In this picture, the spikes at each corner of the frame have already been pushed down through the foam form which had previously been stuffed with greens in the shop. Given the size of these hoops, steel rebar was pounded down into the soil at all four corners of the hoop base. Each piece of steel went deep into the soil in the pot, and is secured to the hoop framework at the top of the base with steel concrete wire.
Securing the hoops take some time, but my idea is any element in a winter pot that goes sideways in bad winter weather is a poor look indeed. I like winter containers whose every element persists, in spite of whatever the winter weather has to dish out. That these lighted hoops will remain in place the entire winter is the best reason to make sure they stay put. Our winter weather can be nasty as well as inhospitable. Winter containers that endure are beautiful. Lighting the landscape via winter container arrangements is a good idea. Our winters are gray and blah – visually tedious. Some light and some warmth makes everyone feel better. That light makes the winter landscape look better.
The red twig dogwood was secured to a tomato cage in a way similar to a previous project. We did have to remove the bottom ring from this tomato cage so the dogwood and cage would fit over the bottom portion of the hoop. I have the Branch staff to thank for their adaptation that made this installation work. The middle ring of the tomato cage is attached to the base assembly of the hoop with more concrete wire.
A 50 light strand of C-9 LED lights was installed inside the funnel of dogwood. It is remarkable how much this gesture adds to the glow. Someone once said that the difference between very good and stellar in any gesture amounts to about 10 percent. This additional string of lights is a gesture aimed at stellar.
Once the centerpieces were set, several more layers of materials would be added. Those intermediary layers soften the intersection of the vertical centerpiece, and the horizontal blanket of greens. That intersection needs some intervention. Though our winter containers are engineered, they don’t need to look like it. An installation of this scale asks for thoughtful construction, but the look needs to be graceful and natural. Additional layers are cozy and warm. These boxes measure 40″ by 40″ on the outside. This is a very large space, calling for appropriately sized containers. They look like they are the right size in this environment. Only when people are photographed next to these pots do you realize how large they are.
A layer of red berry picks were inserted into the foam base. The height of these berries conceal the top ring of the tomato cage, and the zip ties that hold the dogwood to the form. Bring on the red! Oh yes, these are faux berry stems. They will see service for a number of years, unfazed by the sun or the winter weather.
A final layer of tall fresh cut magnolia branches cover the lowest ring on the dogwood form. The large size of these glossy green leaves is an effective contrast to the smaller texture of the other elements. Magnolia is one green that dries beautifully. That dark green will fade to a beautiful pale green, and the reverse side of each leaf will hold its cinnamon brown color for a long time.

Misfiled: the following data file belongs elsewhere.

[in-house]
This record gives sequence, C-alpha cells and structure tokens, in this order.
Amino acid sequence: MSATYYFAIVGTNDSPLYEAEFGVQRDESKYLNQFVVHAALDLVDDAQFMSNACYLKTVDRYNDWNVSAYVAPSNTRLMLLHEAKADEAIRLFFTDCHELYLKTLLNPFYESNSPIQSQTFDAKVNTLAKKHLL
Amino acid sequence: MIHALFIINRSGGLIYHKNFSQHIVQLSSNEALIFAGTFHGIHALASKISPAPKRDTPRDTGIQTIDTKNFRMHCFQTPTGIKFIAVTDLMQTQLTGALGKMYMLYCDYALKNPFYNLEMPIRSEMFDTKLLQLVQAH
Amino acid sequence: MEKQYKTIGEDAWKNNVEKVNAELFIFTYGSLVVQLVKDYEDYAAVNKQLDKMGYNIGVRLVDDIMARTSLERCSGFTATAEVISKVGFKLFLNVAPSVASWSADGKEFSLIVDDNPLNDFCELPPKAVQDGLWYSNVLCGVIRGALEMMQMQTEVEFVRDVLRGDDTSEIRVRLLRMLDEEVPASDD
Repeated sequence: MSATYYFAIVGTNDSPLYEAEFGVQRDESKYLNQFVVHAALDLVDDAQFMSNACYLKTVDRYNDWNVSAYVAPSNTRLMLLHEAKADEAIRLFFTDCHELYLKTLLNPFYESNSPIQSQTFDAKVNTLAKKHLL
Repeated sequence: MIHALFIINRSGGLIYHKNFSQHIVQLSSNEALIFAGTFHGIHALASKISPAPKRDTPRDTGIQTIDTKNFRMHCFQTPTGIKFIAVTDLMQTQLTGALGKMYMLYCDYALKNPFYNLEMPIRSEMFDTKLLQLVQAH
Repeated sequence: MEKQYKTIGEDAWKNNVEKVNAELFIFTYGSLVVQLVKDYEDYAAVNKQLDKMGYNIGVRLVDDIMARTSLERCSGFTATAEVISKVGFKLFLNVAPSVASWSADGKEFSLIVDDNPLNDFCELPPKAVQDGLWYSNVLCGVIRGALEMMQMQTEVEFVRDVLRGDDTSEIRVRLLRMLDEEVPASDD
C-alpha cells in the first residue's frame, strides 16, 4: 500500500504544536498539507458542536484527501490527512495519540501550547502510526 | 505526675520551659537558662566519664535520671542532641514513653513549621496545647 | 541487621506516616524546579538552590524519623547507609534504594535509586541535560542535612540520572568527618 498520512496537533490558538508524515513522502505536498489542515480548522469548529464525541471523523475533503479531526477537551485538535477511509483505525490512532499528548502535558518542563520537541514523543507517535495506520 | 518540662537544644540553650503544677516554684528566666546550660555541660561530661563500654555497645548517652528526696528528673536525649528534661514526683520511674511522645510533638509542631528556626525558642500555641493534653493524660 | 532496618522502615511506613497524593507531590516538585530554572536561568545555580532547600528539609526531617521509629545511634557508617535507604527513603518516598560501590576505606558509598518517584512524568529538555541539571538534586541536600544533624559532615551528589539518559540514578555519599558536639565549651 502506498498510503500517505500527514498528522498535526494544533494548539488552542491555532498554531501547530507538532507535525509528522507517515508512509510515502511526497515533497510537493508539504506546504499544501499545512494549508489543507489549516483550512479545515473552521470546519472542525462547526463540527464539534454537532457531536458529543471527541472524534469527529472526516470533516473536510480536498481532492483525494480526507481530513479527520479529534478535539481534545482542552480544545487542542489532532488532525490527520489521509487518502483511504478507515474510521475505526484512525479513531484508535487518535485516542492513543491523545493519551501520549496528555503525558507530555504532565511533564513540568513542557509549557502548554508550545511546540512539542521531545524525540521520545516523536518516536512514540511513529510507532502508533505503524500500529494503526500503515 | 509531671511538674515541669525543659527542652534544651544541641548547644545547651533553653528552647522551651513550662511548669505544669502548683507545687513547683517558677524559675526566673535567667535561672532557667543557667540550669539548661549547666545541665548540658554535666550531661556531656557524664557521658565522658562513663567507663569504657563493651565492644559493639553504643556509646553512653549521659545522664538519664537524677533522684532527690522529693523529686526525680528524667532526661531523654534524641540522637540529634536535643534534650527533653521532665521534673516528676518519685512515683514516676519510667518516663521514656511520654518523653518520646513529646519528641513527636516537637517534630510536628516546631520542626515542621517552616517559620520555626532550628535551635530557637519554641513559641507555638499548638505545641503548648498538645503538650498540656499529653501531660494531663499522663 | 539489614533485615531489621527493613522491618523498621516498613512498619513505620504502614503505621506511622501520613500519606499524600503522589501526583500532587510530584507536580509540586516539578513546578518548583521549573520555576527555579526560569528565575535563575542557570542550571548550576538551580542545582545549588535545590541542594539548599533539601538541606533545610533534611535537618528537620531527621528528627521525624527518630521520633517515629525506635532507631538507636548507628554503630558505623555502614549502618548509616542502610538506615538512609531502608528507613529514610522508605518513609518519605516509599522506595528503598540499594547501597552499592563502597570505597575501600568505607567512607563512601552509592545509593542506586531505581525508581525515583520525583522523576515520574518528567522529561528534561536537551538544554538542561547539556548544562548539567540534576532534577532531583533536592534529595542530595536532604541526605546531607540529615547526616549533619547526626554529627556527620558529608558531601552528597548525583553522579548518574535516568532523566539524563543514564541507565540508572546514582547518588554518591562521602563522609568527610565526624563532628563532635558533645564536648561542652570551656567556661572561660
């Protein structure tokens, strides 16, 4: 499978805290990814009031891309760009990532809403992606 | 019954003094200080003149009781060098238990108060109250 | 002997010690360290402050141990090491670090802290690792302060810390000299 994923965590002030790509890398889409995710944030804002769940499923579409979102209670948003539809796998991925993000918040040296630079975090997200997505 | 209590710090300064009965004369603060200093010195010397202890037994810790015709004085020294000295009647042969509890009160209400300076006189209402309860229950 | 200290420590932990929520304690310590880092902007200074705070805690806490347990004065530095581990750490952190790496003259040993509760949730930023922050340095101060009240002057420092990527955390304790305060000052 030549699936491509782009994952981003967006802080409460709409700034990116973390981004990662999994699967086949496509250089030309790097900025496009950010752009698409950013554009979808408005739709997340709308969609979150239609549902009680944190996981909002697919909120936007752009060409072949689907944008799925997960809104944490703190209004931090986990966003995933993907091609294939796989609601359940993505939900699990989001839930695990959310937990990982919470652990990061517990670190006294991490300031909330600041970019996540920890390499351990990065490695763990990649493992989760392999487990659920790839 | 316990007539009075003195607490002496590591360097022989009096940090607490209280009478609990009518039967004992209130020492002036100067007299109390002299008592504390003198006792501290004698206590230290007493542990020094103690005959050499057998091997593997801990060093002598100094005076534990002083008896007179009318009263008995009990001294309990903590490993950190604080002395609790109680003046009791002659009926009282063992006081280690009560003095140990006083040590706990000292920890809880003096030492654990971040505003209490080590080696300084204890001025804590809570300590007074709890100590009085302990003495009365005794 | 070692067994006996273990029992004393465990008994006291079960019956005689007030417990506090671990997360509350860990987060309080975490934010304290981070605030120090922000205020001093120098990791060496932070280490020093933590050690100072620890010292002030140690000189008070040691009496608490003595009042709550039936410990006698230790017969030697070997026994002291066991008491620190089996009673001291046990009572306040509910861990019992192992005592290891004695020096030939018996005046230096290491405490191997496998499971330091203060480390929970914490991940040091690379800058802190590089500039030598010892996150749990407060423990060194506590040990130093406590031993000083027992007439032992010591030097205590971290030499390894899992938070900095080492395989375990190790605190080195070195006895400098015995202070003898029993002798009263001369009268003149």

The lights in the greens come last. Each small dot of light sits atop a dark green stalk which is easily an inch long. That stalk is attached to base of wire. We thank the Dutch for these well designed light strings. Their longest strand is 110 feet, and features 1500 lights. Their design makes it possible to have the wiring and stalks set into the greens and out of sight, with just the dots of light on top. We lay the light strands on the surface until there is a pattern and coverage we like. When their are multiple pots, the same person does the layout for all. This makes for a consistent appearance from pot to pot. This may seem like a very small and unimportant gesture, but it does in fact contribute to the overall formality and quality of the installation. Though many hands take part in most of our projects, the finish needs to look focused and polished.
Once the lighting is arranged, we tuck in as much of the wire and light stalks as possible. Our daylight begins to fade at 4pm this time of year, and dawn straggles in about 8am. The challenge of winter pots is to design them them to work both day and night. All of the day time materials need to be natural and believable. A mechanism by which the pots can be appreciated at night is a big plus.
This finished container was photographed during the day. As for the size and scale of this container, I can assure you that two of my staff people were behind this pot, hooking up the final electrical. I am not surprised that I cannot see them. I am satisfied that we addressed the issue of scale and proportion accurately.
This late afternoon photograph was taken by my client. She is a passionate photographer, among a whole host of other things, including a keen interest in the landscape and garden. I love this picture from her. It tells me she feels like she got what she was looking for. The result pleases the both of us.